As gratifying as this collective arsenal may be, there's no doubt that Rearmed 2 is at its best when you're swinging through the air on your mechanical arm. While the original grapple controls have been tweaked slightly, it doesn't take long before you're nipping about with acrobatic flair. There's a lot to take in - diagonal, horizontal and vertical arm-thrusts, plus a handful of manoeuvres for covering precise distances - and as with the last game, timing is of the essence if you're attempting anything even vaguely showy. Despite its puny nature, Spencer's newfound ability to jump makes things a lot easier, not least because you can now clamber over waist-high obstacles. Hardcore fans may lament this switch, but upon finishing the story you can unlock a retro mode that reverts Spencer to his former Woody Harrelson-like status. If you complete a level without jumping the game's map screen will acknowledge your efforts, but since it seems like a major hassle to pull off this feat I suspect only purists will bother.
While the comparative drop in difficulty certainly impacts on Rearmed's unique character, there's still something quite rewarding about its focus on skilful aerial gymnastics. There's no doubt that the gameplay can be fiddly at times, and on the larger stages it's occasionally possible to lose your bearings. Rearmed 2 isn't a hard game, but its old-school values may give you a rough ride if you're not ready for them. Personally, I love the fact that the levels are so sizeable, offering multiple paths and collectibles for players who explore every nook and cranny. You'll have to revisit stages several times if you want to find everything, and even then there's the potential for speed runs and the like.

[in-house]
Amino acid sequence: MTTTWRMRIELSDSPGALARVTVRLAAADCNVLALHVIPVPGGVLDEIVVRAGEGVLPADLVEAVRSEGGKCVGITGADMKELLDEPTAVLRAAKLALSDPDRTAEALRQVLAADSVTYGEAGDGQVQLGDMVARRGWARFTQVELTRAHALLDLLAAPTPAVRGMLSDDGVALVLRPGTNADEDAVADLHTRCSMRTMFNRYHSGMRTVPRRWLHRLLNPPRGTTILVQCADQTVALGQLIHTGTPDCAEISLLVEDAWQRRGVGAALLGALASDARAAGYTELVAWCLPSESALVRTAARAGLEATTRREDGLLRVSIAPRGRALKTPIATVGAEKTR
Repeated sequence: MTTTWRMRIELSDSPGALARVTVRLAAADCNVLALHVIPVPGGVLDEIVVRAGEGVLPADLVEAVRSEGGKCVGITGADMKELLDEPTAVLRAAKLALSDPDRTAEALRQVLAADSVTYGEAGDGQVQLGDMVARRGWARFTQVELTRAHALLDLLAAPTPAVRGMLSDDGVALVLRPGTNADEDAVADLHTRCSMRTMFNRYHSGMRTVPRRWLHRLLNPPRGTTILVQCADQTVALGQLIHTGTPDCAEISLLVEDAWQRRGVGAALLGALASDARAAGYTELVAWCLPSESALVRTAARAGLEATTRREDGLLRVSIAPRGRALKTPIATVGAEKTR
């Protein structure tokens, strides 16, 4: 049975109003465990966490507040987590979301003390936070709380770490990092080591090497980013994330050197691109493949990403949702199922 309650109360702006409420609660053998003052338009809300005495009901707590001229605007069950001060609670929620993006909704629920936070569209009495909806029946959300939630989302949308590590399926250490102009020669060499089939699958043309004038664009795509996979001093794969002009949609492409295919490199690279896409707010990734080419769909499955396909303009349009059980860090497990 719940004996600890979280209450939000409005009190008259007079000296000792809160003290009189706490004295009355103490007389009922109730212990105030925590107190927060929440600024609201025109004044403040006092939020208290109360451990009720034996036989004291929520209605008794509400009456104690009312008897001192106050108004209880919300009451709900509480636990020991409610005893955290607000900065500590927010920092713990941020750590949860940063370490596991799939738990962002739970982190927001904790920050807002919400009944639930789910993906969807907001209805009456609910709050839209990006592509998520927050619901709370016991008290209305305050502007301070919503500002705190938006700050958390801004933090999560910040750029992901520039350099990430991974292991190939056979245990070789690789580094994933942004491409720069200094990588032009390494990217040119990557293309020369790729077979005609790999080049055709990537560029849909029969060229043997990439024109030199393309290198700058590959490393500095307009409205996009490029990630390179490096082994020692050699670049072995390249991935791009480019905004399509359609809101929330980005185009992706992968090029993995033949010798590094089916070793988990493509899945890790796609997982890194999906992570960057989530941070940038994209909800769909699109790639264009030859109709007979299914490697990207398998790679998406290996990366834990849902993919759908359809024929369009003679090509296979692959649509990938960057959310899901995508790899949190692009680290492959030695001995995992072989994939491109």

Naturally, you'll only be bothered about attempting this if the game strikes a chord with you, and as I said up top, that'll largely depend on personal preference. There's nothing big or clever here (Well, there are a few big things - the giant robot gorilla bosses spring to mind - but I still wouldn't say they were particularly clever). The 2.5D graphics look nice enough, aside from the odd glitch or slowdown, but the soundtrack is excellent: all the sound effects are suitably blammy, while the background music is laced with a particularly infectious mix of dubstep and electronica. Rearmed 1 composer Simon Viklund is responsible for at least some of these gems, and there are also some slick remixes of his work from the 2008 game.
All the same, it’s hard to escape the feeling that Rearmed 2 can't quite match the quality of its predecessor. The price-tag may have swollen by 50 per cent, but in all other areas it's a slightly less impressive product. The main story mode is lengthy enough, but it repeats itself a little too often, and while it's great that Fatshark has also brought back the teeth-grindingly hard Challenge Rooms, there are only 24 of the buggers. Local co-op is happily anarchic, but there's no support for online play - a serious omission, in this day and age.
That says it all, really. The first Rearmed didn't have much competition, but it still stood out as a quality release; by contrast, this sequel feels overshadowed by the stronger experiences that the LIVE Marketplace and PSN have to offer. Even so, if you're hungry for an old-fashioned platformer, one with a tongue in its cheek and a spring in its step, you could do far worse.